Prime Minister David Cameron will hold ‘now or never’ talks on Thursday to keep Britain in the European Union, with the bloc’s leaders suggesting there are only a few obstacles left to a new membership deal.
In a new draft deal sent to EU leaders overnight and seen by Reuters, officials tried to overcome differences over the most contentious areas – namely migration curbs and financial safeguards – but much was left for debate in talks later in the day.
Cameron is keen to end the week in Brussels with a deal that he can hail as a victory and then start campaigning to keep Britain inside the 28-member bloc before a referendum most officials expect will be held in late June.
“I think there is an appetite at all levels to try and get there and take as long as it takes us to get there,” said a senior EU diplomat of the two-day summit which ends on Friday.
“The mood around town is that people think that if we don’t get it solved now, we’re never going to solve it.”
Cameron, struggling to sell a deal to an increasingly sceptical British public and many in his own Conservative Party, has spent weeks touring European capitals to secure a deal, hold a referendum and try to put to rest the divisions over Europe that have dogged his party for years.
He has called for reform in four areas: measures to curb migration, safeguards to protect London’s financial district from decisions binding the 19 members using the euro currency, for Britain to be excluded from “ever closer union” and for greater competition in the bloc.
EU officials have said some leaders were still concerned that Cameron’s demands would encourage other countries to demand changes to their membership agreements, but the new draft signalled that especially on migration, any solution was tailormade to take note of Britain’s specific welfare system.
Among the details, there will be debate over the wording of the safeguards for London’s financial sector, which France fears could give Britain an advantage, on any commitment to future amendments of the bloc’s founding treaties and on how long Cameron can apply a measure to curb welfare payments.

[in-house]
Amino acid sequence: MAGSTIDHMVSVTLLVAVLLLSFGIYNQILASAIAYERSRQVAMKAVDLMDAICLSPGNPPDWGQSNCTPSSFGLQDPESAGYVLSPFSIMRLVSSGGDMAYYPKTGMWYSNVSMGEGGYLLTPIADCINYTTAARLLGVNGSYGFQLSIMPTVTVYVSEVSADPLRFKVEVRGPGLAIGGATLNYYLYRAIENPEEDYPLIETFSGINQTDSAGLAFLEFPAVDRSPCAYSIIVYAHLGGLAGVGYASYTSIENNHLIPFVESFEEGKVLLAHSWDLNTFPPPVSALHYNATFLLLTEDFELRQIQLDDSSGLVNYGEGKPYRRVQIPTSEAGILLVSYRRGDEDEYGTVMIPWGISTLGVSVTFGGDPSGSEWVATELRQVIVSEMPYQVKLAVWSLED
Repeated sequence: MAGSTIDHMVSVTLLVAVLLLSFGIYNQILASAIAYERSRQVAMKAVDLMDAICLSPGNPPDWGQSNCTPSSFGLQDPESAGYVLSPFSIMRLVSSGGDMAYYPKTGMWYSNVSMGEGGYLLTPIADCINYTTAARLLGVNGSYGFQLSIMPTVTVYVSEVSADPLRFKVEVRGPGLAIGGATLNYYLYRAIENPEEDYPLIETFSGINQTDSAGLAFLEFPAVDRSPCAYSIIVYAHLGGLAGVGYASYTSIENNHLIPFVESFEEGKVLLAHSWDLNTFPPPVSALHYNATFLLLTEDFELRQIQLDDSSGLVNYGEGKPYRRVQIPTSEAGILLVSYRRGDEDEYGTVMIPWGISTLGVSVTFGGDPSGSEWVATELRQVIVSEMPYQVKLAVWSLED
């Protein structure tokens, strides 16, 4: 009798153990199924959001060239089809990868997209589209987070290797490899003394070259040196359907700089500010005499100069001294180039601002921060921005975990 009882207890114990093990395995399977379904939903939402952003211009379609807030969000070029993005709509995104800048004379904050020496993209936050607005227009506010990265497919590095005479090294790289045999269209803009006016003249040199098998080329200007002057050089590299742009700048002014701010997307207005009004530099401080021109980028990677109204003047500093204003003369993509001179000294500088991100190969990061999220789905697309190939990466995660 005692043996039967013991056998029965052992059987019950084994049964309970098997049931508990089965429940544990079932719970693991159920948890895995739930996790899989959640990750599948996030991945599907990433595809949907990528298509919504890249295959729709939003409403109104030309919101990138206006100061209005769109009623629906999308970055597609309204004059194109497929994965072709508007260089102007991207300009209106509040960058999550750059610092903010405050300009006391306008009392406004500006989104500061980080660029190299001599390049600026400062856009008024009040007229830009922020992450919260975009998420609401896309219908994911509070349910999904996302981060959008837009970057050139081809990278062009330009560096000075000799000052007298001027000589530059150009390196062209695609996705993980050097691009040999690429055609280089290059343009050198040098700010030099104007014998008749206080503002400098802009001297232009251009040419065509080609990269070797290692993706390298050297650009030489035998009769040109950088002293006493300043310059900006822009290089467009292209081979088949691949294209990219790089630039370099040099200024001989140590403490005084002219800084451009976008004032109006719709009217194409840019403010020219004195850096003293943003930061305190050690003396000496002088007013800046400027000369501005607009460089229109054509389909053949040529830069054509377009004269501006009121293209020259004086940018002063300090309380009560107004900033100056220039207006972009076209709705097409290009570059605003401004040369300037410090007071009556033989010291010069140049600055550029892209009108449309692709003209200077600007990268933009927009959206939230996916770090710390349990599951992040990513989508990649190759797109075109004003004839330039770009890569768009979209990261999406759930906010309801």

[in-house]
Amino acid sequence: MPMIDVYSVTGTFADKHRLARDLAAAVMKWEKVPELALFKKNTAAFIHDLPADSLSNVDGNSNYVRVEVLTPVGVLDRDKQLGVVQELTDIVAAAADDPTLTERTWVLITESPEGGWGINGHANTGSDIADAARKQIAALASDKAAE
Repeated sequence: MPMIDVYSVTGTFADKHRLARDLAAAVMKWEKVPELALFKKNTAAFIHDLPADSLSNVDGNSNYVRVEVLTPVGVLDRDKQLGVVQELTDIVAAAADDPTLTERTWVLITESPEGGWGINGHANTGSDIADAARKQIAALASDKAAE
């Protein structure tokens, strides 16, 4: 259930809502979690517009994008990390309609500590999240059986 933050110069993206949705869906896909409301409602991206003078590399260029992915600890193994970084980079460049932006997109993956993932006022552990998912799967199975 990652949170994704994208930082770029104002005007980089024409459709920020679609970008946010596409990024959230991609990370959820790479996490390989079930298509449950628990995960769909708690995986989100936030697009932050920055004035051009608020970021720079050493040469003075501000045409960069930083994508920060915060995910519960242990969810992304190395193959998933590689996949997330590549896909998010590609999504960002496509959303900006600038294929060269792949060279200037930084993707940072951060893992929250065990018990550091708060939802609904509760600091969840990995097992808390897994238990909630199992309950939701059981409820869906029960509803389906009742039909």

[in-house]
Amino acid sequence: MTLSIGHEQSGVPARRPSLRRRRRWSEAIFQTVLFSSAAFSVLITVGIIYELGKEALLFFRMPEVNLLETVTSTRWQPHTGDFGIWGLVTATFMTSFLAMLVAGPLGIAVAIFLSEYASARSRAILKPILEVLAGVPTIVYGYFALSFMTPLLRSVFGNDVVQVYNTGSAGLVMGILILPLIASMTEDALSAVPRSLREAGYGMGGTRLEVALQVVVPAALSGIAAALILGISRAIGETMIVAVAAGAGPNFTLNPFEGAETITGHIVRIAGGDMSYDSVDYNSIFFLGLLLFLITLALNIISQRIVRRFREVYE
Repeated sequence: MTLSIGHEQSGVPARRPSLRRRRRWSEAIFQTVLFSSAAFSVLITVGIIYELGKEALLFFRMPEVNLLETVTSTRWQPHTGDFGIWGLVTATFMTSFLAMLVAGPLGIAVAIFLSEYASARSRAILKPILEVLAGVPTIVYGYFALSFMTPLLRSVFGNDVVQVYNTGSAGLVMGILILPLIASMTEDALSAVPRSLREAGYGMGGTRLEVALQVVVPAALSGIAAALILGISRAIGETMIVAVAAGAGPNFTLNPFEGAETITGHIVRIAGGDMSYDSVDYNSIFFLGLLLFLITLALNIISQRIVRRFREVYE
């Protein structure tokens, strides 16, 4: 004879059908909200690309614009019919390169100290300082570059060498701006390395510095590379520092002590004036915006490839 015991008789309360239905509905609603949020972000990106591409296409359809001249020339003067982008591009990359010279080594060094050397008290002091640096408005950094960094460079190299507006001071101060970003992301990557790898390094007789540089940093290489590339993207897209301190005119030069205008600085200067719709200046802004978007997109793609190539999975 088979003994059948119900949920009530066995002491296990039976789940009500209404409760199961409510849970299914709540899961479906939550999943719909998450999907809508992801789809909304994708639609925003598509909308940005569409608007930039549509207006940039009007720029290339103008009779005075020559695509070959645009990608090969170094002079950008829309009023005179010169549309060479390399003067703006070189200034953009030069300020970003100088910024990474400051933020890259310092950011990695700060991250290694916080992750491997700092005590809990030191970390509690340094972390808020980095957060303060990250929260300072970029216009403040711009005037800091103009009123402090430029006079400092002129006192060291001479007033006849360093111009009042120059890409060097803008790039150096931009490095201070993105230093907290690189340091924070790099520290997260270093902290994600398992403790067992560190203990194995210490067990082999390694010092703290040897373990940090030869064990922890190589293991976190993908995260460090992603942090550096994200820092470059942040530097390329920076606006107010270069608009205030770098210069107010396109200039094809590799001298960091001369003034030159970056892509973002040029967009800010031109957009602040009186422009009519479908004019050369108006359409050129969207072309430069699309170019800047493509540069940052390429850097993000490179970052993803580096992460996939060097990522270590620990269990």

With a prospect of late-night talks on Thursday, summit chairman Donald Tusk has scheduled what aides call an “English breakfast” on Friday in hope of a final compromise.
“The negotiations are very advanced and we must make use of the momentum,” he said in an invitation letter to EU leaders.
“There will not be a better time for a compromise.”
The stakes are high. A vote to leave would not only transform Britain’s future role in world trade and affairs but would also shake the EU, which has struggled to maintain unity over migration and financial crises, by ripping away its second-largest economy and one of its two main military powers.
The British public is split over whether to remain in the European Union, but with opinion polls showing the ‘out’ campaign gaining ground, Cameron wants to hold the referendum as soon as possible.
But he faces an uphill battle to convince voters. Even before any deal was announced, the head of one of Britain’s ‘out’ campaigns wrote off his demands as “inconsequential”.
“David Cameron is in Brussels for a row about a trivial set of demands none of which will return control back to Britain,” Matthew Elliott said in a statement. “Despite all the bluster, the arguments today will be inconsequential.”
Asked if Cameron was confident of a deal, a British government official said the prime minister thought that “we are in a good place”.
“We think we have made a lot of progress and we will be going to this summit seeking to nail down the rest of the details and make sure the substance is right.”